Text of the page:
Watercolor effects with Acrylics
The binder is the primary difference between watercolor and acrylic paints. Gum Arabic, the binder for watercolors, is a resoluble binder that allows the artist to lift out or rewet the paint. Acrylic paint uses a polymer emulsion binder that is not resoluble when dry. Both watercolor and acrylic have unique qualities, but there are some very interesting advantages for artists who want to explore the acrylic medium in a watercolorist fashion.
Most artists have experimented with tube acrylics thinned with large quantities of water to formulate a watercolor consistency, usually with disappointing results. Most acrylic paints are formulated to a heavy thick consistency designed to hold brush strokes with drag or resistance to the paintbrush or palette knife strokes. Acrylics were not originally formulated to dilute to thin watercolor consistencies. When adding water to tube acrylics they tend to resist being diluted, wanting to retain their consistency. The amount of water it does take to thin the acrylic to the consistency of watercolors causes a tremendous loss of pigment strength affecting the vibrancy of the color.
To counteract this effect, try using GOLDEN Fluid Acrylics. A very common misconception is that low viscosity paints are just tube color with lots of water added. Not so. GOLDEN Fluids are formulated quite differently with a low viscosity or consistency, but with rich highly concentrated pigment loads equal to the traditional tube color. Because they are already thin to begin with, they need very little water to use in a watercolor wash.
Here are some advantages to GOLDEN Fluid Acrylics:
Pigments are the Same
The pigments used to manufacture both tube and fluid paints are essentially the same. Pigments, like Raw Umber, that typically granulate (those wonderful gritty speckled areas of color) in watercolors will perform in acrylic in a similar fashion, settling into the crevices of a watercolor paper. Staining pigments such as Quinacridone will stain more quickly because of pigment size. (They can infiltrate deep into a paper due to their minute size.) But the real issue is the rewetting, that cannot be accomplished with a dry acrylic paint film.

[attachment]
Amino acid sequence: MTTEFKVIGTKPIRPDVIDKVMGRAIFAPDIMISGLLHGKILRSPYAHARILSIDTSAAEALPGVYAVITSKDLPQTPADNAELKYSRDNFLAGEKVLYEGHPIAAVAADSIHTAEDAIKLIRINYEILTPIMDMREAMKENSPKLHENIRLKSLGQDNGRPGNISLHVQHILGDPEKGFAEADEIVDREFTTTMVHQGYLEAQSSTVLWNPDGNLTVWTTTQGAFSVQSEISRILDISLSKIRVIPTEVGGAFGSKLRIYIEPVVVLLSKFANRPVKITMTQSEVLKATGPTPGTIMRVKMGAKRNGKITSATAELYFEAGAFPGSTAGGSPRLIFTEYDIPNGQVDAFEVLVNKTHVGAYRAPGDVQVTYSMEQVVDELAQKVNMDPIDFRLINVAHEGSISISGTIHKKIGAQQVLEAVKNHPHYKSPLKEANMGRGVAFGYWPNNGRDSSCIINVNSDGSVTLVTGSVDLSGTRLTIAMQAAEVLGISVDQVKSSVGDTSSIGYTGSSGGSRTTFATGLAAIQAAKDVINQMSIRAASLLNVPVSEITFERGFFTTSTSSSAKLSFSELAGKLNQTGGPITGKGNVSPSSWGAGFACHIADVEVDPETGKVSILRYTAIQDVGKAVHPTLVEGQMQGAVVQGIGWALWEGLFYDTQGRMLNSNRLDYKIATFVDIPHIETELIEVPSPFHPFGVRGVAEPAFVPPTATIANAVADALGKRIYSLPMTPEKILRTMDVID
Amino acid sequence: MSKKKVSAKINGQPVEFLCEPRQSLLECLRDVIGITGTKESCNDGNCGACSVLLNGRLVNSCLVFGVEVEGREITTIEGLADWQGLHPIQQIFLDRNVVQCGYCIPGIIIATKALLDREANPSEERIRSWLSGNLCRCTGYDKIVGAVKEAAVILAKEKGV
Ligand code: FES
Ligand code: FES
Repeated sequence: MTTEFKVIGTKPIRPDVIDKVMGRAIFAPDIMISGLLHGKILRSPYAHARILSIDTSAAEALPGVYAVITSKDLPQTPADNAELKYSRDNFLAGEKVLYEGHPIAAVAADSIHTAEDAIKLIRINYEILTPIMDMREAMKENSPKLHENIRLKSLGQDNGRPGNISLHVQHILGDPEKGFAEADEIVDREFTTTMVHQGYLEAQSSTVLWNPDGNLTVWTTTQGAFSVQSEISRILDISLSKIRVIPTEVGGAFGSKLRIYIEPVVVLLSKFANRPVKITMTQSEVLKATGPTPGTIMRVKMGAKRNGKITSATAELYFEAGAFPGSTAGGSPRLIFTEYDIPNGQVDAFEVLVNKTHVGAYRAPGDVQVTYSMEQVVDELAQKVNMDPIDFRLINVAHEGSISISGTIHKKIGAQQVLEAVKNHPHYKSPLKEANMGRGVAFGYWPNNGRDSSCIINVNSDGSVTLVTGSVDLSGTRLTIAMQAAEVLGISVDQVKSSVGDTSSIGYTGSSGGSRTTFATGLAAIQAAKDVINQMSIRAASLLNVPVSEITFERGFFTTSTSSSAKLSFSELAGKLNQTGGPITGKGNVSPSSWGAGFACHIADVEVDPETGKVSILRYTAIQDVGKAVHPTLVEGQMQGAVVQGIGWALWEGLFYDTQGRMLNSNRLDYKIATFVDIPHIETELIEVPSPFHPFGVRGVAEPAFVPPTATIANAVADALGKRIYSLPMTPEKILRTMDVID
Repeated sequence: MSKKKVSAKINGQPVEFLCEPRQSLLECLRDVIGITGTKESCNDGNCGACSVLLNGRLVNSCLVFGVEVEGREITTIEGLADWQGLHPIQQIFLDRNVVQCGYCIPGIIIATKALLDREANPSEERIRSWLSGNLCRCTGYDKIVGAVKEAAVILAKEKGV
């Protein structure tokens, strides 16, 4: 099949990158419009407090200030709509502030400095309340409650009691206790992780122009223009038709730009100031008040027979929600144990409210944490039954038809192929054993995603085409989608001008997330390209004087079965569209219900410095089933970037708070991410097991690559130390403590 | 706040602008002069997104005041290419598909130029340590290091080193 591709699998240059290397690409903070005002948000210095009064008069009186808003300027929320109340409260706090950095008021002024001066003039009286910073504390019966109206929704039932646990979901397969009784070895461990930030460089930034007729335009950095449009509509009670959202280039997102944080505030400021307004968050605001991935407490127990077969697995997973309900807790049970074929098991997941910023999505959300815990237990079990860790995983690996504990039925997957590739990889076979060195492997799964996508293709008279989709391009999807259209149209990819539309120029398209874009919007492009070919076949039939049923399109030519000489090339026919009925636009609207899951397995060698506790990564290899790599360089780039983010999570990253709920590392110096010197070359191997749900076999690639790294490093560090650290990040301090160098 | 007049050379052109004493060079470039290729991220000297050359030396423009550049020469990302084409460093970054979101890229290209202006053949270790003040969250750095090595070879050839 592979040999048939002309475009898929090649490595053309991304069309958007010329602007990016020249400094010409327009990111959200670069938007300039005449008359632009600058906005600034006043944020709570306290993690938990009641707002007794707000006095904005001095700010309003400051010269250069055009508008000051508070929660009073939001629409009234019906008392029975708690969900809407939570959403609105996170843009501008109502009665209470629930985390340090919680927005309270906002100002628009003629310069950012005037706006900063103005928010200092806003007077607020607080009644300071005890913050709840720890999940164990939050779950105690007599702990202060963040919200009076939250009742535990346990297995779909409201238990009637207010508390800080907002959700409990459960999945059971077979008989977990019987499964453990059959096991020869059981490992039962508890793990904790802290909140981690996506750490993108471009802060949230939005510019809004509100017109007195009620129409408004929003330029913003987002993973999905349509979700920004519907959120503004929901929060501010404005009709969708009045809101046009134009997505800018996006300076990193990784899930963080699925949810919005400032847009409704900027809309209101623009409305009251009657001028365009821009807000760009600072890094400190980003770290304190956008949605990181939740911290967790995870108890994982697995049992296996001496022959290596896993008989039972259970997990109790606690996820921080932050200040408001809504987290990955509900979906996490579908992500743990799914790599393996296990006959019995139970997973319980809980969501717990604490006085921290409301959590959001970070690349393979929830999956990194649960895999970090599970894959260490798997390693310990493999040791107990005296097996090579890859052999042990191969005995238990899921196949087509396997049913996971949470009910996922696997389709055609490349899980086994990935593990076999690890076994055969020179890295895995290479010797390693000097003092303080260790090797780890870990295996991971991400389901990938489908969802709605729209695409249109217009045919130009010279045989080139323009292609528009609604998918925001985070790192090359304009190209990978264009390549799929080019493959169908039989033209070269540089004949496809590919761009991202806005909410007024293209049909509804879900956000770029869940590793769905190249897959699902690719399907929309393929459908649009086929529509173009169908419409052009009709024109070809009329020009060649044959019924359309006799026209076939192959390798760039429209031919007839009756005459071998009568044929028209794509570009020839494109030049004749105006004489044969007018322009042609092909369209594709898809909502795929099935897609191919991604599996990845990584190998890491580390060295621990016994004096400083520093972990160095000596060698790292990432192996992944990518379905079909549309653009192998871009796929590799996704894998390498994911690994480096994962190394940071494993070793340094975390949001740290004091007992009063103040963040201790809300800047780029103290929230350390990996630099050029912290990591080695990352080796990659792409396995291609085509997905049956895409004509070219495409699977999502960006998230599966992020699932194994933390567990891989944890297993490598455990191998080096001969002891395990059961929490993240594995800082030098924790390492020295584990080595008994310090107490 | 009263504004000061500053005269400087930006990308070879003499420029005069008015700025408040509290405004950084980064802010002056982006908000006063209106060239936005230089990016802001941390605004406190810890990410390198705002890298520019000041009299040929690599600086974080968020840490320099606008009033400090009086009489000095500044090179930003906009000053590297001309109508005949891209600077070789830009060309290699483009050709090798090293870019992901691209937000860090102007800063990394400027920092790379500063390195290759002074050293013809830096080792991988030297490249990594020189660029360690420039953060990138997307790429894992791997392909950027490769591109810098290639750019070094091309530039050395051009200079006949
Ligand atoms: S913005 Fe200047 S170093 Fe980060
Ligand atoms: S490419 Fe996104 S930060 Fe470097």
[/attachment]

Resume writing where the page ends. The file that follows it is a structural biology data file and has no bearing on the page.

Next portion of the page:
Multiple Washes That Won't Muddy
When applying an acrylic glaze over a dry paint film you can achieve very clean bright glazes because the underlying acrylic layer will not lift and muddy as in watercolor. This also allows for more distinct sharp edges when painting over dried washes of color.
Save Framing Costs
A great money saver: Acrylic paintings that look like watercolors do not need the expensive glass and framing to be protected because the acrylic is not as fragile as watercolors.
More Options of Surfaces to Paint On
Using GOLDEN Acrylics will offer many more options for surfaces to paint on. Canvas, wood, fabrics, Papier Mache or sculptures may be painted on because acrylics offer a substantially more permanent surface, while still allowing a watercolor look.
More Intense Color
One layer of a GOLDEN Acrylic wash will be much more intense than several layers of watercolor. This can make them much less expensive than watercolor, and quicker to create rich deep color.
Thicker Application of Paint
Acrylics allow the possibility of applying the paint with thicker applications. Note: watercolors with thick applications will crack.
Can Apply Protective Varnishes
Another unique advantage is that you can apply a protective Polymer Varnish with UVLS filters, affording protection from ultraviolet light and from surface dirt and dust. These varnishes can be applied over watercolor, but with great difficulty because the varnish often causes bleeding of the watercolor. (Protective varnishes are important when using pigments in thin washes.)
How to Use the Acrylic
The actual use is quite simple. Just put a small pool of color on your palette. You might want to use a paper palette instead of your watercolor palette. Dip your brush in clean water and then dip into the pool of color. Apply it to your watercolor paper as if you were using watercolors. Experiment with wet into wet, backwashes, all the tricks you use with traditional watercolor. Let these first layers dry, then go back over with another wet glaze of wash and watch how quickly you can build up rich densely pigmented washes that stay clean and do not mud.
GOLDEN does not add matting agents so the colors are closer to the expectations of traditional watercolorists.
Remember to keep your expensive Kolinskys and natural brushes away from acrylic. Use synthetic watercolor brushes.
Always keep your brushes wet when working with acrylic.
You will not be able to lift a dry paint film.